Other goodies standard across the line are projector headlights with ring-shape LED position lights, upgradable to HID, full auto climate control, smart entry, HID tail lamps which flash the hazard lights automatically in a panic stop, side curtain airbags, vehicle stability assist, hill start assist, UV rejecting glass, Honda’s storied magic seat and loads of other content that is rare in the class.
It’s in the interior where most battles in this segment are won or lost, and this one is a winner – the seats are gently sculpted but very accommodating, the dash design is simple and uncluttered, buttons and control stalks feel upscale and materials, while selected with lightness and cost in mind, are considerably more substantial than previous Hondas. Opting for the premium package – typically a ¥200,000 option – brings a vast swath of black woodgrain trim – thankfully tastefully understated – and a black and burgundy color-palate with handsome black cloth which feels contemporary, almost swanky. The premium cloth is some of the softest and most comfortable I’ve felt at any price point, and the leather wrapped steering wheel and soft-blue backlit gauges could almost trick you into forgetting you into forgetting you were driving anything eligible to wear a yellow plate. Almost, that is, as hard plastics and low-rent materials inevitably make themselves known.
The One You Want
In a very crowded market, the N-One succeeds in standing out – it looks and feels like much more car than it really is, and it leapfrogs its most direct competition – Suzuki’s smaller, simpler Lapin, and Daihatsu’s cute but cheap Cocoa – in almost every way. In fact, it’s likely that the N-One will not only draw sales away from those, but also more mainstream, taller and boxier cars as well. It’s simply hard to argue against the N-One’s combination of great design, build quality, standard equipment, and yes, drive. Don’t believe me? Go look at one yourself.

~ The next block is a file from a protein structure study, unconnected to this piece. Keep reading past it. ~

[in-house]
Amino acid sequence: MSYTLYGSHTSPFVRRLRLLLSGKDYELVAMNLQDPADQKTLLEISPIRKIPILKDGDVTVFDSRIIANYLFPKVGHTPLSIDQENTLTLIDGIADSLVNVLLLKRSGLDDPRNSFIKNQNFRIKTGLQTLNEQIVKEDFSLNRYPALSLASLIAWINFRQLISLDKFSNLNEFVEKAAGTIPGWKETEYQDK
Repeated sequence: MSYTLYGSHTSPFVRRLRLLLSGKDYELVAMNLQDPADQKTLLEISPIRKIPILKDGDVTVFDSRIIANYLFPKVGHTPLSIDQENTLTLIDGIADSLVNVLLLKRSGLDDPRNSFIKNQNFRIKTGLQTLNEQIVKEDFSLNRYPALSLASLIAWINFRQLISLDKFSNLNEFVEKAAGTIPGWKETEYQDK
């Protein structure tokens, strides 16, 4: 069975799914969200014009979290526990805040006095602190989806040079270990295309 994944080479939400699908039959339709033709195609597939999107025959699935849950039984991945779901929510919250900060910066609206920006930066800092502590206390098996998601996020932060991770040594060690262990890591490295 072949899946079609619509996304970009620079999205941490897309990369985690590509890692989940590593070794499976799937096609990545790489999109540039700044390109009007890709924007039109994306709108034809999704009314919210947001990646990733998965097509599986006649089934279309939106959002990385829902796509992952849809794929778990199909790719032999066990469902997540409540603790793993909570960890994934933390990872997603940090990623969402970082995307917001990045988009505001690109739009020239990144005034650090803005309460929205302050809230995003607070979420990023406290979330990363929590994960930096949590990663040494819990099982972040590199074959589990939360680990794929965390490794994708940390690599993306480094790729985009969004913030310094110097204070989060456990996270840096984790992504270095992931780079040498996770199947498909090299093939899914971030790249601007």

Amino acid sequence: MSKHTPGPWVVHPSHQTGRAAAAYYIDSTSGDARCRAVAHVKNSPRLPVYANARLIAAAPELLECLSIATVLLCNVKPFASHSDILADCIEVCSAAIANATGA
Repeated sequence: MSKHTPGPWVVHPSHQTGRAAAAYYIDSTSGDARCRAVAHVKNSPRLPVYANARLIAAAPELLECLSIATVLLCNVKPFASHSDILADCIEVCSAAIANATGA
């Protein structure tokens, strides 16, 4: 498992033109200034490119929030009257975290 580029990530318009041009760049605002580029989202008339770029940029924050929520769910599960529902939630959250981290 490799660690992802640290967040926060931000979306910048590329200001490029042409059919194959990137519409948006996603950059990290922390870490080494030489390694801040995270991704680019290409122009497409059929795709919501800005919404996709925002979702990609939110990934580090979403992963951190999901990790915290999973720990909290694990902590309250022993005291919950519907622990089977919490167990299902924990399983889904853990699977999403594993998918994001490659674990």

This week, Honda unleashed it’s newest model, and one that looks poised to follow a trend in recent years toward premium small cars: the N-ONE.
Previewed at the 2011 Tokyo Motor Show, the N-ONE is the next model in Honda’s new N series, the lineage of which they would have you believe goes all the way back to the N360 of 1967. While that car was succeeded by the first Life in Honda’s line up, there is a undeniable – and intentional – family resemblance, making the N-ONE much in the vein of the New Beetle, Mini and Fiat 500 in recasting utilitarian transportation of old as the posh compact of today.
What does the N-ONE have to offer? Well, for one, along with the previous N BOX, it features Honda’s own CVT, a unit which has done wonders for mileage, offering a 50% better rating than the slightly larger Life (which continues with a 4AT). It also marks the return to a four valve DOHC engine which promises superior smoothness, responsiveness and power: horsepower and torque are both up about 10% in the non-turbo model versus Honda’s previous engine. The result? A JC08 mode mileage of 27.0 km/l, an increase only 19.6 in the Life, and approaching the stripped-down class leader, Daihatsu’s Mira e:S, which registers an impressive 30.
Numbers alone, however, won’t make this car a hit. That’s what they styling is for. It’s as beautiful and elegant as a car in the kei class can be, and while such things are subjective, it’s a more satisfying and modern take on the language than either Suzuki’s Lapin or Daihatsu’s Cocoa.
I’ll be conducting a proper drive and review of the car shortly, with pictures to accompany. Until then, feel free to peek through at the link above and decide whether Honda’s new offering is worth a look.
Two weeks and a good number of kilometers later, how did the Rumion fare, you wonder? Well wonder no more, as I have a few more insights to share.